Last month I wrote a post arguing that an awful lot of opinion polling is worthless. The public mood matters – and measuring it is important – but when it comes to the detail of actual government policy the public is, generally speaking, clueless.
Well, whaddyaknow, but here’s a new Ipsos-Mori survey which confirms my suspicions. The Great British Public may have many virtues and they may be able to tell you that poor Mr Clegg is a wrong ‘un but when you peak beneath the bonnet you begin to fear that newspaper comment threads may not be quite as unrepresentative of the general public as you’d like to think they must be.
For instance, Ipsos-Mori find that “on average, we think teenage pregnancy is 25 times higher than official estimates: we think that 15% of girls under 16 get pregnant each year, when official figures suggest it is around 0.6%”.
Then there’s this doozy: 29% of respondents think the government spends more on unemployment benefits – the Job Seekers’ Allowance – than on pensions. In fact, pensions cost 15 times as much (rightly so!).
It is not surprising that 26% of people think that the Department of International Development has one of the two or three largest budgets in Whitehall but it is still eye-popping to discover that “More people select this as a top item of expenditure than pensions (which cost nearly ten times as much, £74bn) and education in the UK (£51.5bn).”
Similarly and given the media’s obsession with the subject it is no great shock to discover that the public massively over-estimates the amount of benefit fraud. Even so, the public gets this wrong by several orders of magnitude, estimating that £24 in every £100 are claimed fraudulently when the official (skewed?) figure is a mere £0.70 per £100.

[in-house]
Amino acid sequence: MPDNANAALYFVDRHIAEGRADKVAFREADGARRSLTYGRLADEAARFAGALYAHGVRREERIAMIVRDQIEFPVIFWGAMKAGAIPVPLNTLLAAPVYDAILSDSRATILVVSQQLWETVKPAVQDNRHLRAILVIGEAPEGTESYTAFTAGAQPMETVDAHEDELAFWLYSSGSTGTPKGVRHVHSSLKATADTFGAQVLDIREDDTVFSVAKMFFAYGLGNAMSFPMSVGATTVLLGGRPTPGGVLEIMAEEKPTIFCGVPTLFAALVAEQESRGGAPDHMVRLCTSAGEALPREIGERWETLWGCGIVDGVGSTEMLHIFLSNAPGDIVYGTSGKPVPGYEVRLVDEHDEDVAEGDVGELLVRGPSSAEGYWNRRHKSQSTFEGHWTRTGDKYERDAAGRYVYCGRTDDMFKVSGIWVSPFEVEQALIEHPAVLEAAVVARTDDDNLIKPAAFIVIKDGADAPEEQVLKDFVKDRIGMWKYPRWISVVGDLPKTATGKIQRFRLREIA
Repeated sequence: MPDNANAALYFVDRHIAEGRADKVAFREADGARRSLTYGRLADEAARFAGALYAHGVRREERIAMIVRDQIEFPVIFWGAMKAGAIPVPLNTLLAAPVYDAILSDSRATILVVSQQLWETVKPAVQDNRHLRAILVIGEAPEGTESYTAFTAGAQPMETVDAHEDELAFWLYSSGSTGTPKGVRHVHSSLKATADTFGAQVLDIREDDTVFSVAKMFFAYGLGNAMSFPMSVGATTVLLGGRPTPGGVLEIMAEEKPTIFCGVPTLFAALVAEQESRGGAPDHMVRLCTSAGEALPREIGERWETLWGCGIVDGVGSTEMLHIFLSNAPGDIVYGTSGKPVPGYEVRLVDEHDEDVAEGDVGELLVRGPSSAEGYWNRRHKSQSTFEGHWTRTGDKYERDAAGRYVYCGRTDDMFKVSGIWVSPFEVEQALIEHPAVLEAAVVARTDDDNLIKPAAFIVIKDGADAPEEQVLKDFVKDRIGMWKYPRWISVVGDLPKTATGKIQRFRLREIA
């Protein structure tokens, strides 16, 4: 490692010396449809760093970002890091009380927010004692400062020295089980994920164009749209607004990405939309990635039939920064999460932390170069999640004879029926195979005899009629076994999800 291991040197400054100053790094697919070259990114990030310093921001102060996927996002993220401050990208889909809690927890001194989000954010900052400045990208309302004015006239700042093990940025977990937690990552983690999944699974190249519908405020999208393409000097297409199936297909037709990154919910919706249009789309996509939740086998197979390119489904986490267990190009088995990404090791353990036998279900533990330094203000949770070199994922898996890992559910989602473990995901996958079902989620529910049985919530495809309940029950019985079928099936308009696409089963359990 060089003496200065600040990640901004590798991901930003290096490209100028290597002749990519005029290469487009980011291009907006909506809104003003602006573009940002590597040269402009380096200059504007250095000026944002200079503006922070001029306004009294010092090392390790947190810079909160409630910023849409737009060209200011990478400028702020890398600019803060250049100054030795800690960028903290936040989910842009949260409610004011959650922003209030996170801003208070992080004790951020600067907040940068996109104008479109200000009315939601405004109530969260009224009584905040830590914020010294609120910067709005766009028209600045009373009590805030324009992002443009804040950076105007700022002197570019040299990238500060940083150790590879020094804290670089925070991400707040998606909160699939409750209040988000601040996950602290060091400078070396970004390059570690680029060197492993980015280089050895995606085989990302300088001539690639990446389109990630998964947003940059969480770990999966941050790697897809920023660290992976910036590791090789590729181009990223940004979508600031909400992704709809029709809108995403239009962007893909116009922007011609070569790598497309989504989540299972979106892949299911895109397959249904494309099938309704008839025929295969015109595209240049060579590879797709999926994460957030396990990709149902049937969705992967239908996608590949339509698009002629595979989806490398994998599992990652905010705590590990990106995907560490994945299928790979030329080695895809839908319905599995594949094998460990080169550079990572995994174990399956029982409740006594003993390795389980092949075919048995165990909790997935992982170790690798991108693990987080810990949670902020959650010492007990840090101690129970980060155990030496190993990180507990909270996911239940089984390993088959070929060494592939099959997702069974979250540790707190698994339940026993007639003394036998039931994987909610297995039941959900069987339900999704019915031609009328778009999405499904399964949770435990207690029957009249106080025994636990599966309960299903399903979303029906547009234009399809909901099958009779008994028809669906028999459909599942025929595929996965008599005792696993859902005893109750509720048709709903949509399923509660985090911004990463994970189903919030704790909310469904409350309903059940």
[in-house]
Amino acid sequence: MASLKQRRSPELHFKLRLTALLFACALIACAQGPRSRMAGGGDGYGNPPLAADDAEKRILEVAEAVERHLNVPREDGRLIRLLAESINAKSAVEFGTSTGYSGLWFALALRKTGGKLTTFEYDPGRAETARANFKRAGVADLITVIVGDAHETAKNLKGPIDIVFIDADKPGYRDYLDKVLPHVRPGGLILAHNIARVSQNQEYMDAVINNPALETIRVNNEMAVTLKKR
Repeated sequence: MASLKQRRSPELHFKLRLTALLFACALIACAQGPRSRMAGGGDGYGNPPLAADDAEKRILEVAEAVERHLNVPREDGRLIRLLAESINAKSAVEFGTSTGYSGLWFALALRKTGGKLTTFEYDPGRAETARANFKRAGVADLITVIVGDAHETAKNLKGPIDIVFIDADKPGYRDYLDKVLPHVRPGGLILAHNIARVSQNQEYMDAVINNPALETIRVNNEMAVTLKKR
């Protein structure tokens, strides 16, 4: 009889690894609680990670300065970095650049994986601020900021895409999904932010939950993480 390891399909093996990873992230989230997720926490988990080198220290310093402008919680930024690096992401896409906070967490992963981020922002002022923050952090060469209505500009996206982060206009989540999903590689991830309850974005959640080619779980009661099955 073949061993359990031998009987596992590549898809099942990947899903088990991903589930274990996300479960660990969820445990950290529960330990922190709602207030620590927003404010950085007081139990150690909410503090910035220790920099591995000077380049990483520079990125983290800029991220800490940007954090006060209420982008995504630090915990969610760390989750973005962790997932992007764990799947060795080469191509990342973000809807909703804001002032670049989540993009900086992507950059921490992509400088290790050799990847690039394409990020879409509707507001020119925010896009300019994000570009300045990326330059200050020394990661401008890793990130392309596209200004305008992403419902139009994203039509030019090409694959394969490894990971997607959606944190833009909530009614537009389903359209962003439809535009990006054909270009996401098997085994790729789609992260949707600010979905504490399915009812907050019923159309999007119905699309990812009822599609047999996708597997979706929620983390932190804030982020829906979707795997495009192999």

Nor is the public capable of using its eyes. How else to interpret the finding that “we greatly overestimate the proportion of the population who are Muslims: on average we say 24%, compared with 5% in England and Wales”?
And if you think the great national conversation about immigration sometimes borders on the hysterical you may not be surprised to discover that the British public massively over-estimates the number of immigrants who have come to live and work in this country. The average estimate hazards that 30% of the British population are black or asian (the actual figure is around 11%) and that a whopping 31% of the people living on these islands are immigrants (the true figure is around 13%).
It’s all a bit like the old Irish joke about a tourist asking for directions and being told “well you wouldn’t want to start from here”. But this is the way it is and this is our democracy. But the next time you find yourself outraged by some politician’s witless stupidity you might pause to remember the clay with which they have to work. It’s not a pretty business.
And yet, despite all that, it is worth observing that though the general public are often deluded they remain, on the whole, doggedly decent. Perhaps a quarter of the population – and on some issues more than that – hold views that might make them easy targets for flamboyant demagogues and charlatans. Despite that, the public still – just about – instinctively shies away from such excess. Extremism still has almost no hold on British public life and messy, muddled and ignorant though the public may be they still see through frauds and hucksters whether those reactionaries hail from the far-right or the far-left. That’s something worth remembering too even if we also sometimes wonder about some of our compatriots.
Give something clever this Christmas – a year’s subscription to The Spectator for just £75. And we’ll give you a free bottle of champagne. Click here.